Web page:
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About Oregon daily emerald. (Eugene, Or.) 1920-2012 | View Entire Issue (Feb. 3, 1921)
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F. 8. SMITH SPEAKS
THREE TIMES TODDY
Evening Meeting at Y. M. Hut
For Men Only.
Tlie evening meeting of Fred B.
Smith, vice president of the Johns-Man
ville Company, is to be for men only
announced Hal Donnelly yesterday, com
plying with a personal request that Mr.
Smith made by telephone late last night.
The meeting will be in the “Y” hut at
IMS and Mr. Smith will deliver his
famous address on “The Strong Man.”
He addresses the assembly this morning
on the “Greatest Problem in America
Today” and a special group of men in
the “Y” at 5.
Mr. Smith will arrive this morning
from Seattle where he made a great im
pression on both students and faculty.
It is said that he is a very tall and
powerful man weighing about two hun
dred and fifty pounds, with bushy black
hair and a knack of driving his points
home with his forceful personality.
The name of Fred B. Smith is known
hy a great many college men all over the
Tnited States for he has spoken to col
leges and universities almost continually
for the last twenty-five years, gaining
and holding the distinction of the best
liked speaker to students. The follow
ing is a quotation from the Iowa State
. uueui, tup lowa State L Diversity daily,
m '*s story of the Smith meetings there
recently, which were attended by twelve
iliousaud students: “It is safe to say
dtat nothing aside from war-time occa
sions ever impressed itself so deeply
upon the sentiments of both faculty and
student bodies. At the station, while
"’siting for his train to speed him back
to \ew \ ork. groups of students and fae
"ity members stood about tlm big cru
sader iu admiration and gratitude. Pres
tdent Pearson was in the number and had
^ privilege of the last handshake.
introducing the speaker at the
morning session, President Pearson made
at> exclamation that embodies the sen
timents of the people who hear*d the
^“ries °f addresses: ‘Oh, that America
had a thousand Fred B. Smiths.’ ”
STANDARDS TO BE HIGH
Five Now As Good As Honor Toward
The faculty colloquium met in Dr.
Gilbert’s room last night and discussed
ways and means of raising the scholastic
standard of the University by. limiting
the number of hours of low grades that
can count toward a degree.
Many faculty members feel that it is
not fair to honor students and others
who maintain a high standard of college
work to receive the same benefits that
are gained by students who obtain their
diploma with bed rock grades.
Students have been graduated from
I the University in time past, who rarely, if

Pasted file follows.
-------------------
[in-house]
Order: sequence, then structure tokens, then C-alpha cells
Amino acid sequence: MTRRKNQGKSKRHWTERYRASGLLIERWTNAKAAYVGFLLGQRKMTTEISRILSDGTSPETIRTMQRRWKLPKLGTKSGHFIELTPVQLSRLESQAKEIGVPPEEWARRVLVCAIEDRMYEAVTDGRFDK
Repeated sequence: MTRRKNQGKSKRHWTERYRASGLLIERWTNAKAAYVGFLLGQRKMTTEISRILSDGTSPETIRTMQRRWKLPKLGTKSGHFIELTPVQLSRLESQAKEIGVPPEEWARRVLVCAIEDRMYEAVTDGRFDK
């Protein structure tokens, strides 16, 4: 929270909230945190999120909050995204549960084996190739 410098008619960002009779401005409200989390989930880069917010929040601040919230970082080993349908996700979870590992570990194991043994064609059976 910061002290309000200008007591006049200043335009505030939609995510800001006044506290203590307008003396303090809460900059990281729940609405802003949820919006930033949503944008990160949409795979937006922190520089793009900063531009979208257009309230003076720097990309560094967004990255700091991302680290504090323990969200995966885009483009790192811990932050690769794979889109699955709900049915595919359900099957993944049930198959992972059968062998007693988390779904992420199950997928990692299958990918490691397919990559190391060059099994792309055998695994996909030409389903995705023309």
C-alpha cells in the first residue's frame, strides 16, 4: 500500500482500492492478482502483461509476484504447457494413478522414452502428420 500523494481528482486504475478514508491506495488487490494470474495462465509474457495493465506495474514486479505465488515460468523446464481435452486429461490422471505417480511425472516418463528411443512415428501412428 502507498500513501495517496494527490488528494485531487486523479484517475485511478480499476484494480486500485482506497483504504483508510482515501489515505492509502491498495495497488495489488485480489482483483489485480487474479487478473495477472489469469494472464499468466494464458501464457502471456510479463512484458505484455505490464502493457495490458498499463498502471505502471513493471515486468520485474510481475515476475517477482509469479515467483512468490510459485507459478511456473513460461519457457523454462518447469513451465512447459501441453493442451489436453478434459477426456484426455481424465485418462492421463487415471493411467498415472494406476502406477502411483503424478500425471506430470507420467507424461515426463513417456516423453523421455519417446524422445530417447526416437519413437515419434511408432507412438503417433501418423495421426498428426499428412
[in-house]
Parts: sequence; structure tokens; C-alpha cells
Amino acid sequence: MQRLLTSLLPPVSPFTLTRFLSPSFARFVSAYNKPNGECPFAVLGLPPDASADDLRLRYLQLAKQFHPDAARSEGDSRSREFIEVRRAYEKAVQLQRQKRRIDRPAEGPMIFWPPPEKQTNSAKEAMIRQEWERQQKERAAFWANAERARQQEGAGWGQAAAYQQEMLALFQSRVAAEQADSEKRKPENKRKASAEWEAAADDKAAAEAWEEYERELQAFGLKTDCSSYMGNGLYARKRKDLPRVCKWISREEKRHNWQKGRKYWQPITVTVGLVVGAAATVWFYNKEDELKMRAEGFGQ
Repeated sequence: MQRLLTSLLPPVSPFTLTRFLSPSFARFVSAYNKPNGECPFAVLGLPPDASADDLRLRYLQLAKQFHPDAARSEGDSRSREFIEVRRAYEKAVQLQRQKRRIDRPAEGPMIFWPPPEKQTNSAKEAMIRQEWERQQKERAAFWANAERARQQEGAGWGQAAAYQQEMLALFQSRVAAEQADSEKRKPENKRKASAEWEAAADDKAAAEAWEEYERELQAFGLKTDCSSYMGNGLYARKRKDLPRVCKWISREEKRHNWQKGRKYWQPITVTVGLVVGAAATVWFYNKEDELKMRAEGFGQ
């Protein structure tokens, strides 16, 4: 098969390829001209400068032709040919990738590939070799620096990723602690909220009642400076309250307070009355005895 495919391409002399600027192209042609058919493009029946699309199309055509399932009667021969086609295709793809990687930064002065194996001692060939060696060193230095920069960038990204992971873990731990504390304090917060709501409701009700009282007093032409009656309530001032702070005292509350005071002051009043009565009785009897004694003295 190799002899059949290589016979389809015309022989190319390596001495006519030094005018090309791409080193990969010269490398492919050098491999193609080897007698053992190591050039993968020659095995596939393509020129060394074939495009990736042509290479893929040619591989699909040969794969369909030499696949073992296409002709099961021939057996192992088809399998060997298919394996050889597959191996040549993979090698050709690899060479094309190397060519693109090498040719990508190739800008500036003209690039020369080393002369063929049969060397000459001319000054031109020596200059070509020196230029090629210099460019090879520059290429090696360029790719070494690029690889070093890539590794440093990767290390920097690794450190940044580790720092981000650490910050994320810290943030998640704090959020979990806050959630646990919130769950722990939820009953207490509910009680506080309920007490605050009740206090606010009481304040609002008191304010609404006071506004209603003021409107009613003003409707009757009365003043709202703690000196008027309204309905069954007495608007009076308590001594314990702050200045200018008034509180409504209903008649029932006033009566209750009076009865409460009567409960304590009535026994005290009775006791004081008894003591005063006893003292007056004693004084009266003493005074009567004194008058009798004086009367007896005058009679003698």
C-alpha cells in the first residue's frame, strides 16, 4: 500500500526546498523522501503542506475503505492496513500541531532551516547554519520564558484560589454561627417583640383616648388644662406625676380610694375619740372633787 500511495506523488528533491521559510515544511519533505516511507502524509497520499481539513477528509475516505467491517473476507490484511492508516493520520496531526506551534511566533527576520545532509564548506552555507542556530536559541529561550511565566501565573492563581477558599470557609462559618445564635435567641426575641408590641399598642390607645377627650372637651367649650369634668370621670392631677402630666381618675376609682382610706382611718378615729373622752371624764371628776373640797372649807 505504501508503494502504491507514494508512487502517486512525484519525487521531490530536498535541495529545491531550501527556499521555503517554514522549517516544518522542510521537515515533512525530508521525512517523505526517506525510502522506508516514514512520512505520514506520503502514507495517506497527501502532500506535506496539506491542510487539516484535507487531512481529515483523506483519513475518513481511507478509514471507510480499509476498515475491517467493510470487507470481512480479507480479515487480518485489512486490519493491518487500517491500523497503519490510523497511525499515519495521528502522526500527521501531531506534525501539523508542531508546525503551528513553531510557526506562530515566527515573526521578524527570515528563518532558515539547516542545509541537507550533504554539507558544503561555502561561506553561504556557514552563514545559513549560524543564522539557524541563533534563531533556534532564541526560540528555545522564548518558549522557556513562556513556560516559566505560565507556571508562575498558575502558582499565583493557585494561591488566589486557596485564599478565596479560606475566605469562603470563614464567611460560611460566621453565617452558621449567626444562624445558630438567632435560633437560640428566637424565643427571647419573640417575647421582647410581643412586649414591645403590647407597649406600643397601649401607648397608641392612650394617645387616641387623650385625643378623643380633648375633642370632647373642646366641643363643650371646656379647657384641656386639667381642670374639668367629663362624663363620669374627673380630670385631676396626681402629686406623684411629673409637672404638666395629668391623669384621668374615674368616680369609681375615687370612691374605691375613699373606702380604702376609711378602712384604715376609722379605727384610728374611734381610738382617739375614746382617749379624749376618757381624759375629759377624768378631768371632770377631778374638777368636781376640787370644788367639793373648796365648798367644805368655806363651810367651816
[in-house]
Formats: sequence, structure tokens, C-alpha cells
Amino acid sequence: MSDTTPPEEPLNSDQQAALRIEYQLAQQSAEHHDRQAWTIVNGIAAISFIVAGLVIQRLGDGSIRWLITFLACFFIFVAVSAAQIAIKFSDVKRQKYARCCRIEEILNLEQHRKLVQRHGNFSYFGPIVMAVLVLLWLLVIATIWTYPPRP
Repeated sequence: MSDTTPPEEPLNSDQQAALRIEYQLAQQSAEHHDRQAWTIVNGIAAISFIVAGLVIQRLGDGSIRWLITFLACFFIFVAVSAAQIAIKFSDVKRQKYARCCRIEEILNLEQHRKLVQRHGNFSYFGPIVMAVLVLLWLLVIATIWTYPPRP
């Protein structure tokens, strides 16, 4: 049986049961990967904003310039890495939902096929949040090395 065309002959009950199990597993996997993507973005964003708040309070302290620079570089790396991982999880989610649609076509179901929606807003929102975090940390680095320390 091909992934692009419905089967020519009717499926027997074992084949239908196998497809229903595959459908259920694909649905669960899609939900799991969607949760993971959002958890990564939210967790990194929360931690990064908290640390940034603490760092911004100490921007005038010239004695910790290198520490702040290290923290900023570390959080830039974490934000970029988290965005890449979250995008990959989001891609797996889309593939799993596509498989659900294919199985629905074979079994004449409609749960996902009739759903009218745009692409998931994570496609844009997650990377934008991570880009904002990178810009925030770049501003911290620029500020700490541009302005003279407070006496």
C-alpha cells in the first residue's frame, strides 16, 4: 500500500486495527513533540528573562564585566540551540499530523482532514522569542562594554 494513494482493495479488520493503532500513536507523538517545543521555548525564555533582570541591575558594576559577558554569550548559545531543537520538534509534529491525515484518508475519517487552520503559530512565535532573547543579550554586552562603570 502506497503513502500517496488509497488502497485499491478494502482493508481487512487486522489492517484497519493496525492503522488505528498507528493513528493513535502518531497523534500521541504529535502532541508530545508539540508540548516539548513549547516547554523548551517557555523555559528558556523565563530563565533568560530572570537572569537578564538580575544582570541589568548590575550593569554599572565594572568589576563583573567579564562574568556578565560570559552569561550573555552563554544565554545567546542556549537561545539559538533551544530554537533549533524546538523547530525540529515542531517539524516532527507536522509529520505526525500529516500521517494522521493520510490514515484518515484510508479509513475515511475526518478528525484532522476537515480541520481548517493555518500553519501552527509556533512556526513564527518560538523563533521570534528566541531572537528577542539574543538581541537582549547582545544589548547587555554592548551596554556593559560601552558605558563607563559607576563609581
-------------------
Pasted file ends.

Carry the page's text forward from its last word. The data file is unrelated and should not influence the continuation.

ever, made more than a five grade, yet
! with the same kind of benefits as those
made all honor grades.
Carlton Spencer, registrar, reports
that there are two students in the pres
ent senior class who have made almost
a straight record of five grades ever
since their freshman year.
A number of plans have been suggest
ed, requiring a student to make so many
scholarship points before graduation and
requiring that a grade of five not count
toward the accumulation of these points
is one of these. At present Stanford
puts on probation and even expells stu
dents who do not come up to certain
standards of scholarship.
As the colloquium is an unofficial fac
ulty “debating society,” no definite of
ficial action was taken.
NEW FALL SCHEDULE
Change Made Because Christmas Falls
on Sunday; New Plan Bet
ter Than Old.
The committees on schedule and cata
log announce the following dates for the
fall term on this year: September 28,
Wednesday, fall term opens; examina
tions in english composition for fresh
men; September 29. Thursday, registra
tion day for upper class students; Oc
tober 3, Monday, all University work be
gins; December 19, 20. 21, Monday,
Tuesday, Wednesday, term examinations
December 22. Thursday, to January 2.
Monday, Christmas vacation.
The reason for ‘the change from the
u^unl schedule is that Christmas falls
on Sunday. This arrangement will give
a fall session of the regular length,
closing a reasonable time before Christ
mas. The other alternatives are be
ginning on the 24th and 26th of Septem
ber, closing over a week before Christ
mas, or registering October 3, and clos
ing on Friday, December 23.
ORCHESTRA TO PLAY
IN COTTAGE GROVE
First Trip of Year to he Taken on Feb
ruary 18; Program With
Stunts to be Given.
The University < Jrehestra will take its
first trip this year on February 18,
when a concert is lo be given at Cot
tage Grove. Negotiations have been un
der way for some time, says director
Itex Underwood, and the arrangements
have finally been completed and the en
tire orchestra will make the trip.
A program with special stunts is be
ing arranged, according to Mr. Under
wood, but it will not be completely
worked out until the end of the week.
The orchestra will make the trip in
automobiles, leaving Eugene at 6 o’clock
in the evening and returning immediately
after the concert. The personnel of the
First Violins—Alberta Potter, Mar
garet Phelps, Gwendolyn Hampshire,
Ransom McArthur, Leland Perry, Grace
Second Violins — Ralph MeClal'lin,
Claire Collette, Guenter Biekel, Maude
VioloRpello—Carpenter Staples, Agnes
Kennedy.’ Ralph" Hoeber. John Anderson.
Flute—Beulah Clark, Ernst Rosen,
Clarinet — Norman Byrue, Arthur
Campbell, Kathryn Day.
Cornet—Harold Simpson, Meryl Dem
Trombone—Herbert Hacker, Wistar
Saxophone—Frank .Tue, Velma Far
-Drums and Tympani - Fred Buck.
34-Rounds of Boxing-34
at the Armory, Eugene, Oregon
10 ROUNDS—MAIN EVENT—10 ROUNDS
Young O’Hearn of Boise* Idaho
Art Jones of Cottage Grove
ROY JOHNSON |
Mid <'ll o we i gli ts—(i lion lids'
''eatherwe i lits—6 Rounds
Charlie Dawson, Referee.
Ringside Seats, $2.00
Balcony Seats, $1.00
Tickets on Sale at Lueke
y’s Cigar Store and Iowa Cigar Store.
City Messenger Service
89 E. 7tli .T. 0. GRANT, Mgr.
849 E. 13th.
A. C. Read
Snappy Campus Pictures